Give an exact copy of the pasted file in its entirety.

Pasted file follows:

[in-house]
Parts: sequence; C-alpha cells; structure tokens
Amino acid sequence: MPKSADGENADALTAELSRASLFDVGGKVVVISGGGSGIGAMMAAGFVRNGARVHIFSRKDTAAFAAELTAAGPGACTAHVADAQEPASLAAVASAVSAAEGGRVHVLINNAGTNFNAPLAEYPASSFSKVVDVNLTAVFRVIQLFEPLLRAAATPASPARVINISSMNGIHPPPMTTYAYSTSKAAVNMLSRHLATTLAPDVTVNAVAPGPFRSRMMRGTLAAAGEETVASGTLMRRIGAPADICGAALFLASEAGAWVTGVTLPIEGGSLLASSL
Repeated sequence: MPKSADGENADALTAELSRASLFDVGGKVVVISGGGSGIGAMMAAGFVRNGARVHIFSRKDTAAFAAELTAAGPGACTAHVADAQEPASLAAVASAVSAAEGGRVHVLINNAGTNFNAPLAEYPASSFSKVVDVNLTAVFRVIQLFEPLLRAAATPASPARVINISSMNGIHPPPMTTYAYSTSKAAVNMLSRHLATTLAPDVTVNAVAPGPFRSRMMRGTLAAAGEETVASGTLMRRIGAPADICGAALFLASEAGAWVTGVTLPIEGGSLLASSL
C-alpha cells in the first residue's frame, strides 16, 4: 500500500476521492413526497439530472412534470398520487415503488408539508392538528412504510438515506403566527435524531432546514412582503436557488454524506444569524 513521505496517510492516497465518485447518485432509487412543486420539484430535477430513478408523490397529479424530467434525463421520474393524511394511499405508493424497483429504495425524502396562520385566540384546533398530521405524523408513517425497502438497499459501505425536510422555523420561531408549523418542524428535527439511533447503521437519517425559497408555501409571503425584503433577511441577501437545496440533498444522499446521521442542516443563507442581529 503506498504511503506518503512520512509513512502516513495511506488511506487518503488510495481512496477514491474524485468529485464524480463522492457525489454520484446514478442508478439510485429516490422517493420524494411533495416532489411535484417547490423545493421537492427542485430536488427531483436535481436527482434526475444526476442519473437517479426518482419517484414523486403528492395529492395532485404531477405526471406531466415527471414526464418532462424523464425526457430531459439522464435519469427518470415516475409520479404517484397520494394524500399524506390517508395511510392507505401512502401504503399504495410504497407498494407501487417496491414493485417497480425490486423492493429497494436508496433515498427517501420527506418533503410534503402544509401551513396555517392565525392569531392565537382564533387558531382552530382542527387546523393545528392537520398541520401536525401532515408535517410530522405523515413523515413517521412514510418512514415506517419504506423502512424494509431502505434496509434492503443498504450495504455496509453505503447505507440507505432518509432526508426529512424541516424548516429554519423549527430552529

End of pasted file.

[in-house]
Parts: sequence; C-alpha cells; structure tokens
Amino acid sequence: MPKSADGENADALTAELSRASLFDVGGKVVVISGGGSGIGAMMAAGFVRNGARVHIFSRKDTAAFAAELTAAGPGACTAHVADAQEPASLAAVASAVSAAEGGRVHVLINNAGTNFNAPLAEYPASSFSKVVDVNLTAVFRVIQLFEPLLRAAATPASPARVINISSMNGIHPPPMTTYAYSTSKAAVNMLSRHLATTLAPDVTVNAVAPGPFRSRMMRGTLAAAGEETVASGTLMRRIGAPADICGAALFLASEAGAWVTGVTLPIEGGSLLASSL
Repeated sequence: MPKSADGENADALTAELSRASLFDVGGKVVVISGGGSGIGAMMAAGFVRNGARVHIFSRKDTAAFAAELTAAGPGACTAHVADAQEPASLAAVASAVSAAEGGRVHVLINNAGTNFNAPLAEYPASSFSKVVDVNLTAVFRVIQLFEPLLRAAATPASPARVINISSMNGIHPPPMTTYAYSTSKAAVNMLSRHLATTLAPDVTVNAVAPGPFRSRMMRGTLAAAGEETVASGTLMRRIGAPADICGAALFLASEAGAWVTGVTLPIEGGSLLASSL
C-alpha cells in the first residue's frame, strides 16, 4: 500500500476521492413526497439530472412534470398520487415503488408539508392538528412504510438515506403566527435524531432546514412582503436557488454524506444569524 513521505496517510492516497465518485447518485432509487412543486420539484430535477430513478408523490397529479424530467434525463421520474393524511394511499405508493424497483429504495425524502396562520385566540384546533398530521405524523408513517425497502438497499459501505425536510422555523420561531408549523418542524428535527439511533447503521437519517425559497408555501409571503425584503433577511441577501437545496440533498444522499446521521442542516443563507442581529 503506498504511503506518503512520512509513512502516513495511506488511506487518503488510495481512496477514491474524485468529485464524480463522492457525489454520484446514478442508478439510485429516490422517493420524494411533495416532489411535484417547490423545493421537492427542485430536488427531483436535481436527482434526475444526476442519473437517479426518482419517484414523486403528492395529492395532485404531477405526471406531466415527471414526464418532462424523464425526457430531459439522464435519469427518470415516475409520479404517484397520494394524500399524506390517508395511510392507505401512502401504503399504495410504497407498494407501487417496491414493485417497480425490486423492493429497494436508496433515498427517501420527506418533503410534503402544509401551513396555517392565525392569531392565537382564533387558531382552530382542527387546523393545528392537520398541520401536525401532515408535517410530522405523515413523515413517521412514510418512514415506517419504506423502512424494509431502505434496509434492503443498504450495504455496509453505503447505507440507505432518509432526508426529512424541516424548516429554519423549527430552529